I asked the parent if she knew what it was all about

She told me what she had heard.

"A boy was taking a test and gave the teacher a hard time," she said. "The teacher told the kid to give him the test, that he was going to send him to the dean’s office. The kid cursed the teacher and the teacher stomped on the kid’s foot. The kid was sent to the dean’s office. After the period ended, the teacher went to the dean’s office and assaulted the kid."

I also found out that Gassaway had gone on the school’s loudspeaker and told the faculty and staff that he was not leaving.

More calls to Gassaway. More calls to Lee. No response.

Two days later, the boy’s father came to The Wave office to speak with me.

The father told me his side of the story.

"The teacher was passing out papers and he kicked my son’s foot," he said. He kicked it again and blamed my son for putting his foot in the aisle. He told my son to do it again and see what happened. My son said something back to him and he grabbed my son’s paper. He shoved my son into a locker and got school security to take him to the dean. Fifteen minutes later, he stormed into the dean’s office and stepped on my son’s foot again. He told my son, If I hit you, I’ll kill you. There was a scuffle and he would up on top of my son."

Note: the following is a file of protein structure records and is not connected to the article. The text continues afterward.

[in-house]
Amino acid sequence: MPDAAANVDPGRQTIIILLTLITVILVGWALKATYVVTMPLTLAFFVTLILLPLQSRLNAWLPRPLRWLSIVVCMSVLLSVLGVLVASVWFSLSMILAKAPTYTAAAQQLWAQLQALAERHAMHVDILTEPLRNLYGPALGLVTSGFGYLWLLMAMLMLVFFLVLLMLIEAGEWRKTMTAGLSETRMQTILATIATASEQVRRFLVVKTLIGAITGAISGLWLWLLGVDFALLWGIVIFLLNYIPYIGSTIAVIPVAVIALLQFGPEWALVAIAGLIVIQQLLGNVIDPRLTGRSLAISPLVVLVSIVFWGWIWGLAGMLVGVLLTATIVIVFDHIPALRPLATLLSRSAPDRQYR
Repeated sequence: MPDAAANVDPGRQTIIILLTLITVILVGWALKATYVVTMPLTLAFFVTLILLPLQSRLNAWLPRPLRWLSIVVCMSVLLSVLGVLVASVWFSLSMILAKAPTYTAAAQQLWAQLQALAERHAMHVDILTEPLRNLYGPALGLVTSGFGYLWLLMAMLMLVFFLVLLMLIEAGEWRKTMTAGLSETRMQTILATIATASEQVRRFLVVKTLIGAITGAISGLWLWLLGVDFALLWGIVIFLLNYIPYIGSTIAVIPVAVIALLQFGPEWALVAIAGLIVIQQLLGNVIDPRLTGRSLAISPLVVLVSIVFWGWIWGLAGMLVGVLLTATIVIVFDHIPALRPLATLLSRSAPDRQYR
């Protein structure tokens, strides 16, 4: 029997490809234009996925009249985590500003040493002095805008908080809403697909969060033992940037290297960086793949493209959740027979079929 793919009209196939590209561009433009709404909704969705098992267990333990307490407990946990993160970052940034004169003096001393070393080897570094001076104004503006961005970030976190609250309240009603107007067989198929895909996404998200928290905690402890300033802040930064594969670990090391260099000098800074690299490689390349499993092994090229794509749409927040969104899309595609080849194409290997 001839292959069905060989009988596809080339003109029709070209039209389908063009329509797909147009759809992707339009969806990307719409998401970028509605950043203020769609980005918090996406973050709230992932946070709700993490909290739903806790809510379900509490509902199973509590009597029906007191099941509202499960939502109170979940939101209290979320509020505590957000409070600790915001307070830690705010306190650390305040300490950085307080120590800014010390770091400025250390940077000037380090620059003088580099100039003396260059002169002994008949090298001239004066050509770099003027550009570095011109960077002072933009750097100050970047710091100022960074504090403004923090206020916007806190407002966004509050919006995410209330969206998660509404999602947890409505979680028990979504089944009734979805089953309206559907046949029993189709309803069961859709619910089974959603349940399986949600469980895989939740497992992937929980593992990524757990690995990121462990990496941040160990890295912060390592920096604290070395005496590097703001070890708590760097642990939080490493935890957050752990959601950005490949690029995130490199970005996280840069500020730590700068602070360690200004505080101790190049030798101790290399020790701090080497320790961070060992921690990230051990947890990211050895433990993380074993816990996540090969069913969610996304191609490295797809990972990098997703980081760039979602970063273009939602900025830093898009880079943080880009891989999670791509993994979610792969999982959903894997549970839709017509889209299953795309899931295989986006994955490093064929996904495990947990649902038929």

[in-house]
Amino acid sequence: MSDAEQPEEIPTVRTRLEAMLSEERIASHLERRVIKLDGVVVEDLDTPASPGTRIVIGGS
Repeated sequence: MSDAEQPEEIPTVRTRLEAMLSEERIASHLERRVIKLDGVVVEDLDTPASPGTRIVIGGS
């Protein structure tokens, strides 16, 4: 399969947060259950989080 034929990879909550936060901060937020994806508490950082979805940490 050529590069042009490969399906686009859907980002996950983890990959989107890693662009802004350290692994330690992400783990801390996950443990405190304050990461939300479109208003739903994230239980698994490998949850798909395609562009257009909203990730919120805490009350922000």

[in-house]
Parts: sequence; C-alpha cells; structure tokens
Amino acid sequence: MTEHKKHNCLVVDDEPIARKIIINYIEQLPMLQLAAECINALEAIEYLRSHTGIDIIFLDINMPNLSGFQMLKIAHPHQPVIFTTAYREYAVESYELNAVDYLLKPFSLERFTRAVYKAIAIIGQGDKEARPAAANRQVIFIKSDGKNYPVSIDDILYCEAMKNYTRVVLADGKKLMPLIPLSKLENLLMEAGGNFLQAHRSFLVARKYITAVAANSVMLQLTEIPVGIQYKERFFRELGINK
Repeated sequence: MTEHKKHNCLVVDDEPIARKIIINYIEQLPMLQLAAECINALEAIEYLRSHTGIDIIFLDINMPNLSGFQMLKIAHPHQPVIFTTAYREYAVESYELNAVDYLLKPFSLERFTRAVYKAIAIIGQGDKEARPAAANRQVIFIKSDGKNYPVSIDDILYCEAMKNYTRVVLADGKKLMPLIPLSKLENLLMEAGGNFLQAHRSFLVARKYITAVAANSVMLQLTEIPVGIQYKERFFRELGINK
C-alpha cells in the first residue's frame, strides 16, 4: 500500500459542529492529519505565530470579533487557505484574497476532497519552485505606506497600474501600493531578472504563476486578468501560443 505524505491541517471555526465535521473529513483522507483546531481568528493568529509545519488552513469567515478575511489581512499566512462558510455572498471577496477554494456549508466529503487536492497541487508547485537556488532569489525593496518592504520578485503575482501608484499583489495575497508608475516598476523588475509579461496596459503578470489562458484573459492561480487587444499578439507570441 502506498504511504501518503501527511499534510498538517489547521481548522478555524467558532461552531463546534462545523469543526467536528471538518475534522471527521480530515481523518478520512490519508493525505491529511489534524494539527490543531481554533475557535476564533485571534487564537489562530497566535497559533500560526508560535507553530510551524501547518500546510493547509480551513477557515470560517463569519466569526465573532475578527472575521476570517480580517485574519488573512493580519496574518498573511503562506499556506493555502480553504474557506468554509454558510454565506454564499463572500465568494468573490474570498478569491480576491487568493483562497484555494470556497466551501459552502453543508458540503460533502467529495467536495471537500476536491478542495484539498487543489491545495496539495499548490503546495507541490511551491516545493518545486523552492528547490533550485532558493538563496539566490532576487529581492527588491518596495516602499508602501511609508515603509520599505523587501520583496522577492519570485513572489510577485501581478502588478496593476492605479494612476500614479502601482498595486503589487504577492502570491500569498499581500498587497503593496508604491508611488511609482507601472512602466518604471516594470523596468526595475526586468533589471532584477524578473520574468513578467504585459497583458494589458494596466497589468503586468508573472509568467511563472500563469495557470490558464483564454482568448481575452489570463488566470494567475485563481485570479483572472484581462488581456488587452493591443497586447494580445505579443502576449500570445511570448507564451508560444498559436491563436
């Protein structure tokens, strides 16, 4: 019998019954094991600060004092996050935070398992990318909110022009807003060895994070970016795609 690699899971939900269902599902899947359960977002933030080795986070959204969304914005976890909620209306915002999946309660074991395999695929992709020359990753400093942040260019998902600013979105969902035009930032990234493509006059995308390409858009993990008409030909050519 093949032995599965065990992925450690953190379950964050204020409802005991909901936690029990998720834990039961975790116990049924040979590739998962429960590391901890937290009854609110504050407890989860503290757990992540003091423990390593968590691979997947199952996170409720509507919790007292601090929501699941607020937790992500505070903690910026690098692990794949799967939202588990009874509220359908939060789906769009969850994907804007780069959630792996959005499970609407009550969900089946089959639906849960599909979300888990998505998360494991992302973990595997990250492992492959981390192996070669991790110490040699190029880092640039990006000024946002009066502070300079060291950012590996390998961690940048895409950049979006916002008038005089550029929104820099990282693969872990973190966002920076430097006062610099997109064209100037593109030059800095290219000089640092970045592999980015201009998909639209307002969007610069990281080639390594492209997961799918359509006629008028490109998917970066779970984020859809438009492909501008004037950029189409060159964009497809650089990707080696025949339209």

"I was told that Gassaway was going to take care of it," he continued. "Then, a week or so ago, I found out that the UFT wanted him back in the school, that he was going to come back."

"I’d discharge my child to another school before I let him back with that teacher," he concluded.

More calls to Gassaway. More calls to Lee.

No response.

A week later, a BCHS teacher came to the Wave.

He told me that he had been teaching at BCHS for a dozen years, but didn’t want his name used because he "feared retribution from Gassaway.